6, Tackling  environmental transmission of antibiotic resistance

Inferior infrastructure in many low-and middle-income countries results in environmental pollution from antibiotics used in rice cultivation, wastewater in manufacturing units, and human fecal waste being disposed of without treatment.

There is a need for more insights on the  contributing factors to such environmental pollution, its link with antibiotic resistance and the measures needed urgently to mitigate this problem.

ReAct North America

Photo: Shutterstock.

7, Finding clear connection between AMR and pandemic readiness

Before some put COVID-19 in the rear-view mirror, it will be important to draw lessons and synergy between investments made for pandemic prevention, preparedness and response and those needed to tackle antibiotic resistance.

These include common points of shared intervention include zoonotic disease transmission, integrated disease surveillance (e.g., global wastewater surveillance system), infection prevention and control, and an end-to-end approach to enabling innovation and access to needed health technologies.

8, Supporting country-level priorities, targets and financing for tackling antimicrobial resistance

We must continue to make the case for funding efforts to address antimicrobial resistance – how today’s investments can avert tomorrow’s high human and economic toll, if antimicrobial resistance remains unchecked. But part of making that case also means defining priorities. As with climate change, high-income and upper-middle income countries, in particular, that use the most antibiotics ought to take greater responsibility.

As the World Bank has projected, investments to address antibiotic resistance in lower-income countries will return significant economic benefits, but 80% of the benefits will flow back to benefit high-income and upper-middle income countries – those best positioned to make these investments.

9, Making markets work, both to bring forward new drugs, diagnostics and vaccines to address antibiotic resistance – and to curb the unnecessary use of antibiotics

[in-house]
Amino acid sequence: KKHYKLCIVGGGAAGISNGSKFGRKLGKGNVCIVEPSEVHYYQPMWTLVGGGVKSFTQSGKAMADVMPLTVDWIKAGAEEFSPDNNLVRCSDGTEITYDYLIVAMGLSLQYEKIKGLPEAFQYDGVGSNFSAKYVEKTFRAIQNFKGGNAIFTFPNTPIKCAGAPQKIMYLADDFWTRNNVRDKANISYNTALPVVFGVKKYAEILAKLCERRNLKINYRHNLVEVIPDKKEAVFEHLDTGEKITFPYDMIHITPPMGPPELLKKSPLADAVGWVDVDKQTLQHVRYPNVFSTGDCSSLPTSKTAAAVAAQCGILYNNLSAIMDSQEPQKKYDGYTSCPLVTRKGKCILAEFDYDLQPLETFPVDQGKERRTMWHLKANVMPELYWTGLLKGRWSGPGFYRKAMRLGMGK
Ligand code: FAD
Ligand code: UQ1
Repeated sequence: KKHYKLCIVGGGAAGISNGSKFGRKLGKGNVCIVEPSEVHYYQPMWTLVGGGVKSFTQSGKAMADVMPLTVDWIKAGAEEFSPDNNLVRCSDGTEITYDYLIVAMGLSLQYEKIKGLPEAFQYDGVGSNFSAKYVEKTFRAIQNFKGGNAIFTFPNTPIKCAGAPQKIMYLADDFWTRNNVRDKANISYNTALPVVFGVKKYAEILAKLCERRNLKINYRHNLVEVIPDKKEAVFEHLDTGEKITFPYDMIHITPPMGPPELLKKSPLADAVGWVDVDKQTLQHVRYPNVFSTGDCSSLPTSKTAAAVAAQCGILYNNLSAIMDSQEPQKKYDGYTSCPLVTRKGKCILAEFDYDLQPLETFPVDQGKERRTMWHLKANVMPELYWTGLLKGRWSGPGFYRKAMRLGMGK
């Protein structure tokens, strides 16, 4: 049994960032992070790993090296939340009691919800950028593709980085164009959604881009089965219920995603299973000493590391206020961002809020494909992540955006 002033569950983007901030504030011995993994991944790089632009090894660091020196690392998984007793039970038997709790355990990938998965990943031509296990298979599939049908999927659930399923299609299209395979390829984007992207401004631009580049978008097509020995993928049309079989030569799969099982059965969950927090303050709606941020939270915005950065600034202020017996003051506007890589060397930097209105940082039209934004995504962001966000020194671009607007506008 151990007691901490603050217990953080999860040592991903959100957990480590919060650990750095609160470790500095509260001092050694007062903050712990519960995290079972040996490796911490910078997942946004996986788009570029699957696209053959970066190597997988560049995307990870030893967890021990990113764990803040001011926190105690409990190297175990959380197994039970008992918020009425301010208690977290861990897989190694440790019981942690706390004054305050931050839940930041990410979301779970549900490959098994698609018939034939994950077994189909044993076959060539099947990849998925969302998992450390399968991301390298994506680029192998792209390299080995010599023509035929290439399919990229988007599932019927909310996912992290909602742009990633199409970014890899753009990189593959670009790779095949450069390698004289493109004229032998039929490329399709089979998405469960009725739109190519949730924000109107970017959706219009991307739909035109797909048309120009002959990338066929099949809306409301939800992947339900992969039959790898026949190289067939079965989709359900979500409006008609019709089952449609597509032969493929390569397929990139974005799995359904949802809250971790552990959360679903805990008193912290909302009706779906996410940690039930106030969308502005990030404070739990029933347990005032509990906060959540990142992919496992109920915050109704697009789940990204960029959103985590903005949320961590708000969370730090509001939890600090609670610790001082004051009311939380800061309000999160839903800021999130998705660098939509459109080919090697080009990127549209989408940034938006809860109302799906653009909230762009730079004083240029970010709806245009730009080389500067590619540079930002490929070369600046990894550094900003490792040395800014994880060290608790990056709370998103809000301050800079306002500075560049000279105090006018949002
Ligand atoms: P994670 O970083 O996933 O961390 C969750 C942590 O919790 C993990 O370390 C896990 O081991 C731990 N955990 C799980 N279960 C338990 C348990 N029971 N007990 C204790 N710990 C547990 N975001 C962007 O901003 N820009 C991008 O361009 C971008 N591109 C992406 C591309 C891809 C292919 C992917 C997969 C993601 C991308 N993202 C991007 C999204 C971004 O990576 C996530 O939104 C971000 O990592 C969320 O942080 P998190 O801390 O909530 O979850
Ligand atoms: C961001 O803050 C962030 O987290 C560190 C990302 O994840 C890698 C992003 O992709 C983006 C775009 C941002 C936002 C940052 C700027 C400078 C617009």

We must target investments effectively at the part of the Research & Development pipeline where we still face the scientific bottleneck and at the small- and medium-sized firms that are doing most of the innovation of novel antibiotics. We need a new business model that takes an end-to-end approach, not just hikes the returns for those taking antibiotics the last mile to market.

There are huge opportunity costs from just meeting profit expectations of large pharmaceutical companies – missed opportunities of making more cost-effective investments to reduce antibiotic resistance.

By changing incentives in the market, we can also enlist others, from food buyers to food producers, as well in these efforts to reduce the use of antibiotics in this One Health effort to address antibiotic resistance.

ReAct Europe

EU flag
EU flag. Photo: Ralphs Photos, Pixabay

10, Antibiotic R&D and access are key topics for the upcoming EU presidency

The EU is currently working through several policy work-streams to strengthen its actions and cooperation at European and international level in response to antimicrobial resistance.

The Swedish Presidency has placed antimicrobial resistance as one of its key priorities during the spring 2023 and its leadership will be instrumental in ensuring strong EU commitments at global level, e.g. by ensuring inclusion of concrete AMR actions in the pandemic treaty, as well as through strengthened EU coordination and collaboration processes to revitalize the stagnated field of antibiotic development and improve global access to both new and existing antibiotics.

11, A globally coordinated public-health driven antibiotic R&D

Major scientific challenges in early stages of drug discovery continue to hamper antibiotic development, and financing for preclinical and clinical development are neither sufficient nor coordinated or targeted enough.

The antibiotic pipeline falls far short of meeting global needs, and global and national discussions need to move away from focusing on “market fixing”, which tend to focus on how to re-enlist the big multinational pharmaceutical companies within the constraints of their traditional business model.